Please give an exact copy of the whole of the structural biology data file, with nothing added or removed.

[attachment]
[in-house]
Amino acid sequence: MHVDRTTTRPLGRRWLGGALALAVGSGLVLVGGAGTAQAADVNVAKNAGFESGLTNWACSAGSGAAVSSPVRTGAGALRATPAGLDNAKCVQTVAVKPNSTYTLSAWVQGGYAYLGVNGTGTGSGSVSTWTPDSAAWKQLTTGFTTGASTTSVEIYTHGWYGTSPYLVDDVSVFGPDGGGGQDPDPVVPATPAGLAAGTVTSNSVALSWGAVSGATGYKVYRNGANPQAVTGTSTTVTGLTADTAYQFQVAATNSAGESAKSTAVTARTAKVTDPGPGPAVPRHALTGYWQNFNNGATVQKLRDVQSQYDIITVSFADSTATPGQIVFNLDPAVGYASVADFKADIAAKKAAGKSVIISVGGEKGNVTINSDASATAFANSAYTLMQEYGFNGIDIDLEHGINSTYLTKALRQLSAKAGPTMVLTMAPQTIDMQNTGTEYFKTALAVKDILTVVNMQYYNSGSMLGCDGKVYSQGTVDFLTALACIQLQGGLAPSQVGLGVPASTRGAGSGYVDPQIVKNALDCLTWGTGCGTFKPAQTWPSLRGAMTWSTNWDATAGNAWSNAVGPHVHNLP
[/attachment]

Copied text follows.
[in-house]
Amino acid sequence: MHVDRTTTRPLGRRWLGGALALAVGSGLVLVGGAGTAQAADVNVAKNAGFESGLTNWACSAGSGAAVSSPVRTGAGALRATPAGLDNAKCVQTVAVKPNSTYTLSAWVQGGYAYLGVNGTGTGSGSVSTWTPDSAAWKQLTTGFTTGASTTSVEIYTHGWYGTSPYLVDDVSVFGPDGGGGQDPDPVVPATPAGLAAGTVTSNSVALSWGAVSGATGYKVYRNGANPQAVTGTSTTVTGLTADTAYQFQVAATNSAGESAKSTAVTARTAKVTDPGPGPAVPRHALTGYWQNFNNGATVQKLRDVQSQYDIITVSFADSTATPGQIVFNLDPAVGYASVADFKADIAAKKAAGKSVIISVGGEKGNVTINSDASATAFANSAYTLMQEYGFNGIDIDLEHGINSTYLTKALRQLSAKAGPTMVLTMAPQTIDMQNTGTEYFKTALAVKDILTVVNMQYYNSGSMLGCDGKVYSQGTVDFLTALACIQLQGGLAPSQVGLGVPASTRGAGSGYVDPQIVKNALDCLTWGTGCGTFKPAQTWPSLRGAMTWSTNWDATAGNAWSNAVGPHVHNLP